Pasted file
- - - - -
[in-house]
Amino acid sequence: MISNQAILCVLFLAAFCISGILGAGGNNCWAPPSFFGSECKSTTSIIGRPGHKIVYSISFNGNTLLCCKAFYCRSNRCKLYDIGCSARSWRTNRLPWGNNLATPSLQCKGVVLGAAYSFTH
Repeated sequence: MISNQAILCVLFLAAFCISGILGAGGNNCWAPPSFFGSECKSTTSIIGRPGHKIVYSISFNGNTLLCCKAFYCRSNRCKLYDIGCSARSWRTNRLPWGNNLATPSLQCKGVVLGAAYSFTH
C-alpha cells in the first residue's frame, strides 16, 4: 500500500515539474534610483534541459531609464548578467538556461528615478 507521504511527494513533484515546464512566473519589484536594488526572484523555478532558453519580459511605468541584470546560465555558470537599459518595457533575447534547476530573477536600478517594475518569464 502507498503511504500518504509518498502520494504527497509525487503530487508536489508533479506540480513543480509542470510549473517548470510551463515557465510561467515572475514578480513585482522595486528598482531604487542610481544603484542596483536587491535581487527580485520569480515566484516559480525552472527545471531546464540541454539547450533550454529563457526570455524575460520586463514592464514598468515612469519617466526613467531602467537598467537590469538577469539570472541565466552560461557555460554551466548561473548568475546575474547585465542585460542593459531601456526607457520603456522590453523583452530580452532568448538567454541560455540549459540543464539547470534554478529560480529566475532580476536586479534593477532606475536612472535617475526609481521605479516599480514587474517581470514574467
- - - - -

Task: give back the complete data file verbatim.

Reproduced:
[in-house]
Amino acid sequence: MISNQAILCVLFLAAFCISGILGAGGNNCWAPPSFFGSECKSTTSIIGRPGHKIVYSISFNGNTLLCCKAFYCRSNRCKLYDIGCSARSWRTNRLPWGNNLATPSLQCKGVVLGAAYSFTH
Repeated sequence: MISNQAILCVLFLAAFCISGILGAGGNNCWAPPSFFGSECKSTTSIIGRPGHKIVYSISFNGNTLLCCKAFYCRSNRCKLYDIGCSARSWRTNRLPWGNNLATPSLQCKGVVLGAAYSFTH
C-alpha cells in the first residue's frame, strides 16, 4: 500500500515539474534610483534541459531609464548578467538556461528615478 507521504511527494513533484515546464512566473519589484536594488526572484523555478532558453519580459511605468541584470546560465555558470537599459518595457533575447534547476530573477536600478517594475518569464 502507498503511504500518504509518498502520494504527497509525487503530487508536489508533479506540480513543480509542470510549473517548470510551463515557465510561467515572475514578480513585482522595486528598482531604487542610481544603484542596483536587491535581487527580485520569480515566484516559480525552472527545471531546464540541454539547450533550454529563457526570455524575460520586463514592464514598468515612469519617466526613467531602467537598467537590469538577469539570472541565466552560461557555460554551466548561473548568475546575474547585465542585460542593459531601456526607457520603456522590453523583452530580452532568448538567454541560455540549459540543464539547470534554478529560480529566475532580476536586479534593477532606475536612472535617475526609481521605479516599480514587474517581470514574467